Parenting & Relationships

Must-Haves for New Moms

Written by Amy McAloon

We recently celebrated my daughter’s first birthday, but if I take a moment and close my eyes, I can easily slip back in time to the weeks leading up to her birth. It feels like just yesterday that I was sitting at this very computer staring blankly at the Babies R Usregistration page while I rubbed my pregnant belly furiously, as though trying to conjure a genie to help me with my online shopping. I remember clicking, navigating and practicing deep breathing techniques. I wasn’t breathing through early labor contractions or intense kicks from baby. I was breathing through the panic of feeling disorganized and unprepared for the biggest deadline of my life–baby’s arrival.

I have a confession: I am not an organized person. My dresser drawers look like a discount clothing store projectile vomited all over them. My bed is rarely made, unless tossing my duvet on top of wrinkled sheets counts as being “made.” Being an expectant mother was intense enough without the pressure of having to prepare. Buying what felt like hundreds of bouncing, singing and vibrating items was alien to me. It felt like a huge and daunting task, and I wish someone would have pulled me away from the online registry and told me that ordering 50 bibs was 45 bibs too many.

Almost every “must-have” list out there on the World Wide Web will tell you to buy bouncy chairs, Bumbo chairs, burpy cloths and onesies, so here is my gift to all of you expectant moms: my list of must-haves for new mommies. Some don’t even cost any money and I couldn’t have remained sane(ish) without them.

  • Swaddling blanket 
    Swaddling my baby seemed as intricate as origami at first. One of the earliest videos we took of our sweet girl was of the nurse swaddling her hours after she was born. I’ll admit the impulse to videotape was not brought on by a rush of overwhelming love. It was brought on by a rush of anxiety at the thought of having to master the swaddle ourselves, because unfortunately, you don’t get to bring the nice nurse home with you. We practiced over and over until we were able to transform our wailing baby into a tightly wrapped bundle of snooze. I recommend Aden and Anais muslin swaddling blankets. They are nice, lightweight and oh so pretty!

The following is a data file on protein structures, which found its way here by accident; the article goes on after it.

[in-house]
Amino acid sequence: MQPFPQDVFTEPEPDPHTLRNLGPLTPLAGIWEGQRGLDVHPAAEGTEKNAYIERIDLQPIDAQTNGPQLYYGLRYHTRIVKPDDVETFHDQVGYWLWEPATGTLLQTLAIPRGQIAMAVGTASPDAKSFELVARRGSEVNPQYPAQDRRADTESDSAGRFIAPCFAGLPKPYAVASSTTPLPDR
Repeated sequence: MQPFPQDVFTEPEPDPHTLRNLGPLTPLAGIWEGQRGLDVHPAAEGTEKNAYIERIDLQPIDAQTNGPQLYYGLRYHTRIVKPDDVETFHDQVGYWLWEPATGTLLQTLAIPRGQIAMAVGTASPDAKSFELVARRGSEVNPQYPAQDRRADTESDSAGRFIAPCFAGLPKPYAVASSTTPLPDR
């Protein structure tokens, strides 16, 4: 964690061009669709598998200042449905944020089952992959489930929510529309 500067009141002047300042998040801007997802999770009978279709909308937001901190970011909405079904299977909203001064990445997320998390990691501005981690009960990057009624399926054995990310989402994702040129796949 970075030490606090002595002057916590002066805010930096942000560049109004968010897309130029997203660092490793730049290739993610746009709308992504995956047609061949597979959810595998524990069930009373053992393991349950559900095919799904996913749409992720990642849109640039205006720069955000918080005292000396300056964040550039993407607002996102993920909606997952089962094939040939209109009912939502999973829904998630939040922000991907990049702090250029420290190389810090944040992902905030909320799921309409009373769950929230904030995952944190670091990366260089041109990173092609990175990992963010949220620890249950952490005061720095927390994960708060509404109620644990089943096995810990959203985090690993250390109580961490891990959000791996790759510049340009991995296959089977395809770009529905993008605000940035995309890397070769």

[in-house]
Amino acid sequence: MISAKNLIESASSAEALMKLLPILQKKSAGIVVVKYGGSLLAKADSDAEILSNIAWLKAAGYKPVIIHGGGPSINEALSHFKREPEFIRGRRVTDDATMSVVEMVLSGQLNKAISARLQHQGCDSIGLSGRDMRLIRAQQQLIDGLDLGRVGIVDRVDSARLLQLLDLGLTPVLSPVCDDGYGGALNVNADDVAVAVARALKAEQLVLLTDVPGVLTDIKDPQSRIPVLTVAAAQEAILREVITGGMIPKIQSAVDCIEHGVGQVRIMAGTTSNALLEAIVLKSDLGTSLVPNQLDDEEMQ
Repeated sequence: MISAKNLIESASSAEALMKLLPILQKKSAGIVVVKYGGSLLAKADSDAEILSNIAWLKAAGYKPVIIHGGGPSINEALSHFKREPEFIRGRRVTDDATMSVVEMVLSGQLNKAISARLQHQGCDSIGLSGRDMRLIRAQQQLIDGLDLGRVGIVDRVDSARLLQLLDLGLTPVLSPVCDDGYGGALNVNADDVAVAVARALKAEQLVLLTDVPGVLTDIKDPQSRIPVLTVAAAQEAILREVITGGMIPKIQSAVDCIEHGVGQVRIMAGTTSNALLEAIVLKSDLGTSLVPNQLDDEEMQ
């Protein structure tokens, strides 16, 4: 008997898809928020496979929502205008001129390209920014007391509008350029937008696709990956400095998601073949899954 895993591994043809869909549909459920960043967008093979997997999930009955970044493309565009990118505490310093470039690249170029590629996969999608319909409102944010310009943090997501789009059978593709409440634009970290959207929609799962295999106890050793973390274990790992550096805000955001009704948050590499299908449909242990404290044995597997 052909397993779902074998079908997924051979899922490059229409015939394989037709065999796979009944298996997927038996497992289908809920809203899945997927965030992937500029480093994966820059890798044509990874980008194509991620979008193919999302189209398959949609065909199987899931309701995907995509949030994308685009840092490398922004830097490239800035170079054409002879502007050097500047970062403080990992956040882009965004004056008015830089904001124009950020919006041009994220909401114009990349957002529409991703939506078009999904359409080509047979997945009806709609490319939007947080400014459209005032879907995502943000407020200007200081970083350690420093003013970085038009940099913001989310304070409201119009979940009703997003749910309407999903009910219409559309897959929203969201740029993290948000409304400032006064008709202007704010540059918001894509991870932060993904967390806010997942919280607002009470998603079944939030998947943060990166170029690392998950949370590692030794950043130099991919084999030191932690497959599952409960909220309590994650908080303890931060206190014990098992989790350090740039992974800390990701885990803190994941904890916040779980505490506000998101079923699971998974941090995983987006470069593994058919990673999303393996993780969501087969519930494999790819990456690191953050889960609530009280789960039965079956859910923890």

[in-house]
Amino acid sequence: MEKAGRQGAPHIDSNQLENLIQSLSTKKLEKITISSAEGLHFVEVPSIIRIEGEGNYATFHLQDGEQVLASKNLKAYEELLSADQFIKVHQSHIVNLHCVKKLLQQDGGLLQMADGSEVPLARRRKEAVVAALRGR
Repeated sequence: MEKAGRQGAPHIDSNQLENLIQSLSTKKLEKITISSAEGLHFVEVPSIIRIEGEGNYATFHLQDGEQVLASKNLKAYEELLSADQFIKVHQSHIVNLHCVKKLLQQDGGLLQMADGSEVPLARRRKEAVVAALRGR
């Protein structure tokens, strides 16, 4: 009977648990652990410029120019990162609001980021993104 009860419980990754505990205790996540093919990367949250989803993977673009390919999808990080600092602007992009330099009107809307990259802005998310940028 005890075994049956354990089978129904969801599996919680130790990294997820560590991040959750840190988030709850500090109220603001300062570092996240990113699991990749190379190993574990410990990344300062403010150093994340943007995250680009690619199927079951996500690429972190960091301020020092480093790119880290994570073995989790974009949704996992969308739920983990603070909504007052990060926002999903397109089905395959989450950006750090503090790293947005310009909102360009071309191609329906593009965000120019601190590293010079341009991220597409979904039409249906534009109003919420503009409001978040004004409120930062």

• Boppy nursing pillow
    Guess what? Breastfeeding a newborn wasn’t as easy as I thought it would be. The cradle, the cross-over, the football hold… I had problems with every breastfeeding position in the book. Once I started to use a breastfeeding pillow, I struggled less and relaxed more. My Boppy nursing pillow was my best pal. I wandered around our apartment with ole’ Bopster around my waist like an inflatable swimming ring. The pillow is designed to lift your baby to a more ergonomic position for comfortable feedings. It can also be used as a prop for sitting and tummy time as your baby gets a little older. I may have used my faithful friend as a prop for more than my baby once or twice and I may have spilled a few things on it, so the removable slipcover was an added bonus!
  • Monthly massage
    Twelve months later and I’m still being pulled and prodded in all the wrong places. There is nothing like checking out for an hour once a month and getting a pair of trained hands to massage away the spit-up trails and sticky fingerprints from my weary body. We new mothers stoop down a lot, we bend a lot, we ache a lot. Unless your dream is to be cast as an extra in the next “Planet of the Apes” movie, a stooped posture is not a good thing. Taking the time to get a relaxing and therapeutic massage is not only good for your body – it’s good for your sanity. Find Massage Online can help you find a massage therapist near you.
  • Infant CPR
    Chances are your newborn won’t be jamming anything into his mouth other than a nipple for the few months of his life, but as he gets older, the sharpest and tiniest of objects become irresistible to most babies. It’s good to be prepared and knowing how to perform CPR on an infant/toddler is better than being hopeless in a choking emergency. Hospitals, community centers and local chapters of the American Red Cross and American Heart Association offer CPR classes.To find a class in your area, visit the Red Cross website or call (800) 733-2767 (800-RED-CROSS).